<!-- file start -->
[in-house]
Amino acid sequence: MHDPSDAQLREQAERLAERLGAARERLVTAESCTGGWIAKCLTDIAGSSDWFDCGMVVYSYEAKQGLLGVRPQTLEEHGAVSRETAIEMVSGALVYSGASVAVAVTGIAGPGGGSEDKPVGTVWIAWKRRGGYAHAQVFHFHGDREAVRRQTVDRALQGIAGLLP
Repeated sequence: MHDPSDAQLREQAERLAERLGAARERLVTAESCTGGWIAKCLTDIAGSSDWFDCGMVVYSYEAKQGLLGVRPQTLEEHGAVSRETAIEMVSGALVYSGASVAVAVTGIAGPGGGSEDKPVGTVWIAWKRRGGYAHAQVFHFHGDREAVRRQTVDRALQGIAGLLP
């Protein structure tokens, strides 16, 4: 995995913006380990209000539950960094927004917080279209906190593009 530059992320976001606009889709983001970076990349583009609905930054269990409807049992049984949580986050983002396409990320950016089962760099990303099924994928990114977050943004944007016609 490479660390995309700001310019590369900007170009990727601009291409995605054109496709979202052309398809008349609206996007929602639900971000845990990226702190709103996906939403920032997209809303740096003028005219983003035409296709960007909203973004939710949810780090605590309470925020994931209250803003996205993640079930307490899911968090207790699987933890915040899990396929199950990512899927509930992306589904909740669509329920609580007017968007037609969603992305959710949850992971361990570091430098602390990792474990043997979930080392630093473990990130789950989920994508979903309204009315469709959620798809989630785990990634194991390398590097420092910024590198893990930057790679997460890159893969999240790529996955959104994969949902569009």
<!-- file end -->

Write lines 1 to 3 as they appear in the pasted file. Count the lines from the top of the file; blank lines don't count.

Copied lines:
[in-house]
Amino acid sequence: MHDPSDAQLREQAERLAERLGAARERLVTAESCTGGWIAKCLTDIAGSSDWFDCGMVVYSYEAKQGLLGVRPQTLEEHGAVSRETAIEMVSGALVYSGASVAVAVTGIAGPGGGSEDKPVGTVWIAWKRRGGYAHAQVFHFHGDREAVRRQTVDRALQGIAGLLP
Repeated sequence: MHDPSDAQLREQAERLAERLGAARERLVTAESCTGGWIAKCLTDIAGSSDWFDCGMVVYSYEAKQGLLGVRPQTLEEHGAVSRETAIEMVSGALVYSGASVAVAVTGIAGPGGGSEDKPVGTVWIAWKRRGGYAHAQVFHFHGDREAVRRQTVDRALQGIAGLLP